Zain HD on different forms of peaceful resistance
*This piece was originally written for a youth section of another publication that was not in the position to publish content of such nature so near to July 9th.
Freedom of expression is action. Speaking out regarding an issue you are passionate about is as basic as celebrating a football goal. Imagine being told you can’t do that? How inhuman would that be?
I’m going to write about a form of expression that arises from our consciousness: civil disobedience.
No no, it’s not a bad word. Some of you may remember it as the non-violent resistance movement most famously lead by an intelligent charming bald wide smiling man named Mahatma Gandhi. Among the two simple things he advocated for:
It says: I don’t agree with you, but my objective is not to harm you.
Let’s take a look at something closer to our time and a little different in form. Banksy is a graffiti artist from England whose works of art — some call it vandalism — now cover walls around the world. He uses his creativity to exercise civil disobedience.
He probably will not lead a movement to chase an imperial power out of occupied territories, but his works on The Wall separating Palestine and Israel brought attention to the issue for those who would never have otherwise cared.
That gives you an idea of how an act of civil disobedience by one person can affect the course of history for others. Remember Mohamed Bouazizi, who unfortunately set himself alight in Tunisia? Weeks later, two very interesting things happened.
The first was a little act of disobedience by some Malaysian friends and me with about 10 over Egyptian students. Before we could even approach the Egyptian Embassy across the street, we were approached and questioned by the police who eventually compelled us to leave. We were very, very dejected especially for the Egyptians who couldn’t be back home to be counted among what was going on then.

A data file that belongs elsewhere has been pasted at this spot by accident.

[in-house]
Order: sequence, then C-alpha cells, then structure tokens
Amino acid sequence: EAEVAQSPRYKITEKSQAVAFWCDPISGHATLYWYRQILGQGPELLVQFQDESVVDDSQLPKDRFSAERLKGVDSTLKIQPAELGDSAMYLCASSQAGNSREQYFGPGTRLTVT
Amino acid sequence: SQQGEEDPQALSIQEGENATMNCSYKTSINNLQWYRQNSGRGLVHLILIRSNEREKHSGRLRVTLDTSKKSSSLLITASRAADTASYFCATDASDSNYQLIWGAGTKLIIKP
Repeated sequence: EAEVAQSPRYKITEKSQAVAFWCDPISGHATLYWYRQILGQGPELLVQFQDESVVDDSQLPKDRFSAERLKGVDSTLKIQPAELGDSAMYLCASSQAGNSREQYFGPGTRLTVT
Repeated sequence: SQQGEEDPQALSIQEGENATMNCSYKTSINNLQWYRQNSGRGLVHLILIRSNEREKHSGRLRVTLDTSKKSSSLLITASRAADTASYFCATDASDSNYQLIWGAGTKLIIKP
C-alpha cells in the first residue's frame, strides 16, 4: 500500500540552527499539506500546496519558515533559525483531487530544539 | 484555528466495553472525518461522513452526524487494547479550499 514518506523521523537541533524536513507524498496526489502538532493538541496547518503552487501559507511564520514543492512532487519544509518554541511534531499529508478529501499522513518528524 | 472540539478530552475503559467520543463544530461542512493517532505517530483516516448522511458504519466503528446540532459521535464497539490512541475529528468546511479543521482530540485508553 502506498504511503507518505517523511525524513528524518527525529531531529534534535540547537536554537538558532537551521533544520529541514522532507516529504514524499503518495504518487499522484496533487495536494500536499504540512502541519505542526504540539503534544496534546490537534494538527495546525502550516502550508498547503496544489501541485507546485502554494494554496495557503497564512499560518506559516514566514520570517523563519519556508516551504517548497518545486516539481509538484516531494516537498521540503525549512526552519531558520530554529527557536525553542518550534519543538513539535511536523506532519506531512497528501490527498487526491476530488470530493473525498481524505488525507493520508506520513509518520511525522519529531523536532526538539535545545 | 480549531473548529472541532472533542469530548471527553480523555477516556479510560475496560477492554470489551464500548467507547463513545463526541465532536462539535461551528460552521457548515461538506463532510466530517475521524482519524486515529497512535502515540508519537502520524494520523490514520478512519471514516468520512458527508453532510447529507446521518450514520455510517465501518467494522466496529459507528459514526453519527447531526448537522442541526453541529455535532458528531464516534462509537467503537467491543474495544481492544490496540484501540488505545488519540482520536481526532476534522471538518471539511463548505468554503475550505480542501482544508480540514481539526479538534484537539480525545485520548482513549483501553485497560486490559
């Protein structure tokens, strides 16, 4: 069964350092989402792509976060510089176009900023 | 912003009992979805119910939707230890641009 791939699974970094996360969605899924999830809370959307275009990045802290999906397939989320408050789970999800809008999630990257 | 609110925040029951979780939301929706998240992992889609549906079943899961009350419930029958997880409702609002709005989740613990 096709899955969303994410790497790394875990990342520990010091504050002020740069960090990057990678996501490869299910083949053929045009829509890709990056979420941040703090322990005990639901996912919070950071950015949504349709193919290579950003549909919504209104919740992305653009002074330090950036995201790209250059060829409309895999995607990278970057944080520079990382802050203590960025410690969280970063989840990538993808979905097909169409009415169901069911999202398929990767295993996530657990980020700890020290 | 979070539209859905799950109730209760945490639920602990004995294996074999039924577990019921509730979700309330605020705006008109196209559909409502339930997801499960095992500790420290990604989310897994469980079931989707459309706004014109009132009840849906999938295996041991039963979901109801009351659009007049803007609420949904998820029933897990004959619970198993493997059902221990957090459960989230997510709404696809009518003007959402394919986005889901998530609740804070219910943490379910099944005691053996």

The second thing — just a week after the above incident in KL — a whole LOT of Egyptians in Cairo disobeyed the authorities by refusing to go home and instead hung around Tahrir Square. As we now know, this lead to the ousting of their dictator. I was extremely delighted. I did not expect that the little movement of which I was part of in KL, grew to something of this size.
During the Tahrir Square uprising, members of the authority, the army, were seen sharing meals and pleasantries with civilians. No wonder we’re still talking about Gandhi. The approach he adopted works till today.
Let’s not be confused by the misconception that the law is always right. The benchmark should be Justice, not the law for its own sake. Some laws, policies or approach to things are simply not right. An African American woman named Rosa Parks refused to give up her seat on the bus for a man of another skin colour. The policy of the bus company required her to do so. But that was not a reflection of justice, so she disobeyed.
Please, however, let’s not get carried away. Justice through civil disobedience is not you refusing to do a school assignment because you don’t feel like it. And should the whole classroom disagree on the topic for the assignment, civil disobedience should not be the first resort. Sometimes all it takes is an open minded civil discussion with your teacher.
This is important to note because civil disobedience is about getting your point across, just as in a discussion. When the problem is not communicated to the other party, there will be no solutions.
If the people behind Operation Malaysia, who recently hacked our government’s websites, did not release a youtube video explaining their reasons, the authorities would have no idea how to even begin working towards addressing the issues.
To conclude: Civil Disobedience is part of the process towards a desired outcome. It is a problem-solving action that sometimes becomes necessary. Most well known cases of civil disobedience have been successful because they were done responsibly. Disobedient, yes. Civil, yes too.
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